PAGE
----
Table of Contents
- The Basics
- Beyond The Basics
Third-person pronouns are words like "he," "she," and "they." We use them in speaking and writing to refer to someone that's neither "I" nor "you."
- He likes bacon.
彼 (かれ) and 彼女 (かのじょ)
彼 is a third-person pronoun used for males, like "he" in English, and 彼女 is the female version, like "she" in English.
- That over there is Mami-san. She is in charge of the bacon section.
There's some ambiguity around the words — 彼 and 彼女 can also mean "boyfriend" and "girlfriend." Although it is more common to use 彼氏 than 彼 to mean "boyfriend" specifically, 彼 may still be understood in this way, particularly in conversation.
- I'm thinking about going on a double date with Kenichi, his boyfriend, and my girlfriend.
As third-person pronouns, 彼 and 彼女 are not used as often as "he" and "she" in English, especially in speaking. This is because pronouns (or rather, subjects and objects in general) are frequently omitted in Japanese. When you do refer to someone, it's more common to use their name, or social or family role, than a third-person pronoun (and you can do so repeatedly without it sounding redundant, unlike in English). So 彼 and 彼女 don't sound like neutral third-person pronouns in spoken Japanese. Depending on the context, person, and other factors, using these pronouns might be taken as a sign of intelligence, arrogance, or westernization.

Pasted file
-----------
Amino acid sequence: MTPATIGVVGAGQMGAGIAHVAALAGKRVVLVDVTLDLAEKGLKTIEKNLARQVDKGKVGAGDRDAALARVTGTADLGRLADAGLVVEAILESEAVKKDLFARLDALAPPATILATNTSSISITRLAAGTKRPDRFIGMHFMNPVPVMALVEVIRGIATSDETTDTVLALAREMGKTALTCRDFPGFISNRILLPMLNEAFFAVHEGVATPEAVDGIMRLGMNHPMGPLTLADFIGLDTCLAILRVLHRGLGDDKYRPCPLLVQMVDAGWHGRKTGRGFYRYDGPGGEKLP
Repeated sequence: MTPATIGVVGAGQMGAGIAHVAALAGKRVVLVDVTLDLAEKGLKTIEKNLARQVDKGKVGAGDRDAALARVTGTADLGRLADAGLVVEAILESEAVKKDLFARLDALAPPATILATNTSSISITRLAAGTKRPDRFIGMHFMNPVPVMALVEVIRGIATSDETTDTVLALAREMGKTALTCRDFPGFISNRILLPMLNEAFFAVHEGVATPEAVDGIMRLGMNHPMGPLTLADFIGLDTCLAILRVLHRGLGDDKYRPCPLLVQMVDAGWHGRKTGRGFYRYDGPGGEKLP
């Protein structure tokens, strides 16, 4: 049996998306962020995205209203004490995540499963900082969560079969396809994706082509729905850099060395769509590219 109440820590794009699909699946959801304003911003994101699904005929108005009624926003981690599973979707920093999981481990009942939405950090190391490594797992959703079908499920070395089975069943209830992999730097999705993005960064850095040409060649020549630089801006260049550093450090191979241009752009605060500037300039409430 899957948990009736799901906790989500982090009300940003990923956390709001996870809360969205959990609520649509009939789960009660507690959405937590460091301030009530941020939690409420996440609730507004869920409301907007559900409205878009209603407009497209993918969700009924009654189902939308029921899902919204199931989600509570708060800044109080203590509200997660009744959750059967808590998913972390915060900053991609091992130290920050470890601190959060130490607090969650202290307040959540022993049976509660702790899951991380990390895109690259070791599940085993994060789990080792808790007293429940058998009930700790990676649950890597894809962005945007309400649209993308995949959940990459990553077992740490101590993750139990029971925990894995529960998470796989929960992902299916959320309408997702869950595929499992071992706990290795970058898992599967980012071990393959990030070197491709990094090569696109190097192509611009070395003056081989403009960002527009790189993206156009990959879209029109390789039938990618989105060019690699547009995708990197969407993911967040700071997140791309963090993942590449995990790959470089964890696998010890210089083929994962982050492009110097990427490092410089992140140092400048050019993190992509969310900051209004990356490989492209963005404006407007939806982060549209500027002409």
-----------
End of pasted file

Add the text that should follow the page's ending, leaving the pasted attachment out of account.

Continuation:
こいつ, そいつ and あいつ
Some Japanese third-person pronouns are actually "demonstratives" — words that help to point something or someone out, kind of like "this" and "that" in English. Japanese demonstratives are easy to recognize since they all start with こ〜, そ〜, or あ〜.
こいつ, そいつ and あいつ are demonstratives that we use specifically for people. こいつ means "this person," そいつ means "that person" and あいつ means "that person over there."
Keep in mind that they're very casual words, with a similar vibe to "this guy" or "this dude" in English, though they don't indicate gender. They can be used to express a dislike for the person you're referring to, but they can also express affection — as if you're picking on the person in a lighthearted way.
- If that guy hadn't come, my interview would've gone well!
Since they could come off as rude, using words for directions, such as こちら (here), そちら (there) and あちら (over there) is more appropriate in polite Japanese, because of the indirectness of these words.
Beyond The Basics
Plural Forms of Third-Person Pronouns
We've introduced different third-person pronouns in Japanese, but so far they have all been in the singular. In English, "they" is the plural form of third-person pronouns, but instead of having a different form for the plural, in Japanese you attach plural suffixes like 〜達 (たち), 〜等 (ら), 〜方 (がた) and 〜供 (ども) to the end of the pronoun.
Plural suffixes carry different nuances, mainly the level of formality. So some combinations are more common than others, and some don't work at all. For example, 〜方 is an honorific way to refer to others, so the pronoun needs to have the same honorific feel to match. Since none of the third-person pronouns are honorific, they can't be combined with 〜方.